COLCORD PUBLIC SCHOOLS
THREATENING BEHAVIOR, HARASSMENT, INTIMIDATION AND BULLYING
AND PROCEDURES FOR COMBATING THESE BEHAVIORS
Statement of Legislative Mandate and Purpose
This policy is a result of the legislative mandate and public policy embodied in the School Bullying Prevention Act, 70 Okla. Stat. § 24-100.2. The Oklahoma Legislature requires school districts to adopt a policy to prevent harassment, intimidation, and bullying in an effort to “create an environment free of unnecessary disruption” and also requires districts to actively pursue programs for education regarding bullying behaviors.
The district’s student conduct code prohibits threatening behavior, harassment, intimidation and bullying. This policy further explains the negative effects of that behavior, seeks to promote strategies for the prevention of bullying, and implements procedures for complying with the School Bullying Prevention Act.
Statement of Board Purpose in Adopting Policy
The board of education recognizes that intimidation, harassment, and bullying of students causes serious educational and personal problems, both for the student-victim and the initiator of the intimidation, harassment, and bullying. The board observes that this conduct:
A. Has been shown by national and state studies to have a substantial adverse effect upon school district operations, the safety of students and faculty, and the educational system at large;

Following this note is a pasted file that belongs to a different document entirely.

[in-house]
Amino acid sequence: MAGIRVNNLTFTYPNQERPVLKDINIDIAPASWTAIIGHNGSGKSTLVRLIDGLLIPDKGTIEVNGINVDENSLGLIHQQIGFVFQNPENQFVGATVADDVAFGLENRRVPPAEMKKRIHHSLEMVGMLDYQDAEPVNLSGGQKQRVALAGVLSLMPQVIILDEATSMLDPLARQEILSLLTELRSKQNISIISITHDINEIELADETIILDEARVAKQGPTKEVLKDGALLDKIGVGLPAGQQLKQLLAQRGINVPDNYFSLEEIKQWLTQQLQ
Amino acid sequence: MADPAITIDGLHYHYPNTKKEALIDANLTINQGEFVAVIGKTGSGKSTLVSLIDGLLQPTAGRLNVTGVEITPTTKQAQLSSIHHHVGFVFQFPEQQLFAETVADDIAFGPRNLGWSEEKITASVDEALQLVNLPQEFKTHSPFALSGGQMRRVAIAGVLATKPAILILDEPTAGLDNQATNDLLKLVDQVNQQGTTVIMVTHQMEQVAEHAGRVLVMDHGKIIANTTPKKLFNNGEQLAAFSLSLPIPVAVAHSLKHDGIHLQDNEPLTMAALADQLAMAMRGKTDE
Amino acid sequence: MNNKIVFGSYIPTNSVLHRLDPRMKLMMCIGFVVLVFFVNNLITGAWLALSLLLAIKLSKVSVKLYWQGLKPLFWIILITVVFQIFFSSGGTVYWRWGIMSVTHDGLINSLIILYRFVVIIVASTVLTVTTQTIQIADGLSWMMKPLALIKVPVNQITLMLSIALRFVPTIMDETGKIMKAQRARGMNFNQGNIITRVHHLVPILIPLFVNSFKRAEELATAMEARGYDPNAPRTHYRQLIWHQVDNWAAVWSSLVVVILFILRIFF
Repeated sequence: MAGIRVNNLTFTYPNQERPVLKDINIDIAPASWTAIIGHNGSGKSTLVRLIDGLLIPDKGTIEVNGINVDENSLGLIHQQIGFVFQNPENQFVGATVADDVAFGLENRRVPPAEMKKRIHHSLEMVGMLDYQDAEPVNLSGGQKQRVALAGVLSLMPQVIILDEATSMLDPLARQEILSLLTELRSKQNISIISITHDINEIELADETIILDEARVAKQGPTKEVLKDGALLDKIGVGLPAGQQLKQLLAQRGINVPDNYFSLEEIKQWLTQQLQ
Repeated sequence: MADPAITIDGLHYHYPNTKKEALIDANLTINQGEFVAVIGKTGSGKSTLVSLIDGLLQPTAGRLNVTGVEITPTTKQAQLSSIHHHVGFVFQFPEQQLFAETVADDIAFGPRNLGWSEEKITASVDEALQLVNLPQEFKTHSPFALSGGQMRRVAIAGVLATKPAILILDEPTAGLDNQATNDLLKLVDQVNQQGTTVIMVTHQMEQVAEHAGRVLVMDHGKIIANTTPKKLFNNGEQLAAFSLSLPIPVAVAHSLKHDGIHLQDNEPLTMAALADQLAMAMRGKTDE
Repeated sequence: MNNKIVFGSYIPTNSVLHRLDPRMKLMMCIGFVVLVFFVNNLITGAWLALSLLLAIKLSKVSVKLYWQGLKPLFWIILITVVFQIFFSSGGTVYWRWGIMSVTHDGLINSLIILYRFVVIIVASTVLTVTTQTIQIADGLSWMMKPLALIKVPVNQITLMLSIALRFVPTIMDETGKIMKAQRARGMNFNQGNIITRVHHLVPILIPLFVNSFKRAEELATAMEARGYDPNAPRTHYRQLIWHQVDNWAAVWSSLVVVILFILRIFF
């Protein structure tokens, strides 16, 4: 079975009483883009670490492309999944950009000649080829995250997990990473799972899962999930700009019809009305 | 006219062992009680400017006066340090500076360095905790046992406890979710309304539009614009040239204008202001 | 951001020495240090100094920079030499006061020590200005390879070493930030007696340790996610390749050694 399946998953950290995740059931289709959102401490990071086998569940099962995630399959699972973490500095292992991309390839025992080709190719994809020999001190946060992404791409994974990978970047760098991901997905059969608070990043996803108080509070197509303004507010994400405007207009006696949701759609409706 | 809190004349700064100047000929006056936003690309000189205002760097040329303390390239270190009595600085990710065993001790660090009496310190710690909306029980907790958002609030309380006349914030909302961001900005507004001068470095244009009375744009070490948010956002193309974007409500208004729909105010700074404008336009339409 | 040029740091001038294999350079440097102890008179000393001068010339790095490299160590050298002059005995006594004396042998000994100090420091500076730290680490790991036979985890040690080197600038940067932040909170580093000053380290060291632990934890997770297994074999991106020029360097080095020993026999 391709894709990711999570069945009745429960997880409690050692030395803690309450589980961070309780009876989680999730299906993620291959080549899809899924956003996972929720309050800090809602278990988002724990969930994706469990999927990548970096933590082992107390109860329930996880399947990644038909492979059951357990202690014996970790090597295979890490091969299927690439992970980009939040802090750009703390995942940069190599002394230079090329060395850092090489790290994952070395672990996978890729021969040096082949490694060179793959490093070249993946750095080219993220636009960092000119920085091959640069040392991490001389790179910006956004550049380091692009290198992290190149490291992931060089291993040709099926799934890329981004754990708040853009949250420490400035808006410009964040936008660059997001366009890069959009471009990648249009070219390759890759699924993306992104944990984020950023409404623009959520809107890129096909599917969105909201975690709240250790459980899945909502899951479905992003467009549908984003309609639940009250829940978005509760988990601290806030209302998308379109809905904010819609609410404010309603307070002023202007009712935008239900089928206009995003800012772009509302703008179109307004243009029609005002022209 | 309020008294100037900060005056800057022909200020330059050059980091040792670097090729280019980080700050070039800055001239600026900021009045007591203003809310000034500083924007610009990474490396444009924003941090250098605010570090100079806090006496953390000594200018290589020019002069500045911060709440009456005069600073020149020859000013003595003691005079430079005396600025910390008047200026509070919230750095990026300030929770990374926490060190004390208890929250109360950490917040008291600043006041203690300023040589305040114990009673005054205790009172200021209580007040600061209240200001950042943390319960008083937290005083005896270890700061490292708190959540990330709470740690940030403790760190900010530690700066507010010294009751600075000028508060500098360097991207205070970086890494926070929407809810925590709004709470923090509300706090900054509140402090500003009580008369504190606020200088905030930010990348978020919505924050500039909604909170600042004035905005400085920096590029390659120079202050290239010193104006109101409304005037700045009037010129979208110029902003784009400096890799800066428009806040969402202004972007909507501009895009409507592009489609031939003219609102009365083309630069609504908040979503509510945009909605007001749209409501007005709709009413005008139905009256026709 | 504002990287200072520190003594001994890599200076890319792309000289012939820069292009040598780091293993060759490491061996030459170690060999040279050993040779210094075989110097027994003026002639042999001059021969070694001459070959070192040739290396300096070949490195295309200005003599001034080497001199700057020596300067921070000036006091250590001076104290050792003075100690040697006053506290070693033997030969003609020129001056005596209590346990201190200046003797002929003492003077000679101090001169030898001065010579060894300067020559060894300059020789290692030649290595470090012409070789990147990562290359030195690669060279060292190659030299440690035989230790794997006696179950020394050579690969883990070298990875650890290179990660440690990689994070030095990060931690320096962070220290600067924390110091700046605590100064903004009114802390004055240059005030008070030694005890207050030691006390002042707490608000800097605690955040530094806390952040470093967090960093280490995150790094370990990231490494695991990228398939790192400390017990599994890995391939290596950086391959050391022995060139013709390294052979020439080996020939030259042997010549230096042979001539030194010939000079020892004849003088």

B. Substantially disrupts school operations by interfering with the district’s mission to instruct students in an atmosphere free from fear, is disruptive of school efforts to encourage students to remain in school until graduation, and just as disruptive of the school’s efforts to prepare students for productive lives in the community as they become adults;
C. Substantially disrupts healthy student behavior and thereby academic achievement. Research indicates that healthy student behavior results in increased student academic achievement. Improvement in student behavior through the prevention or minimization of intimidation, harassment, and bullying towards student-victims simultaneously supports the district’s primary and substantial interest in operating schools that foster and promote academic achievement;
D. Substantially interferes with school compliance with federal law that seeks to maximize the mainstreaming of students with disabilities and hinders compliance with Individual Educational Programs containing objectives to increase the socialization of students with disabilities. Targets of bullying are often students with known physical or mental disabilities who, as a result, are perceived by bullies as easy targets for bullying actions;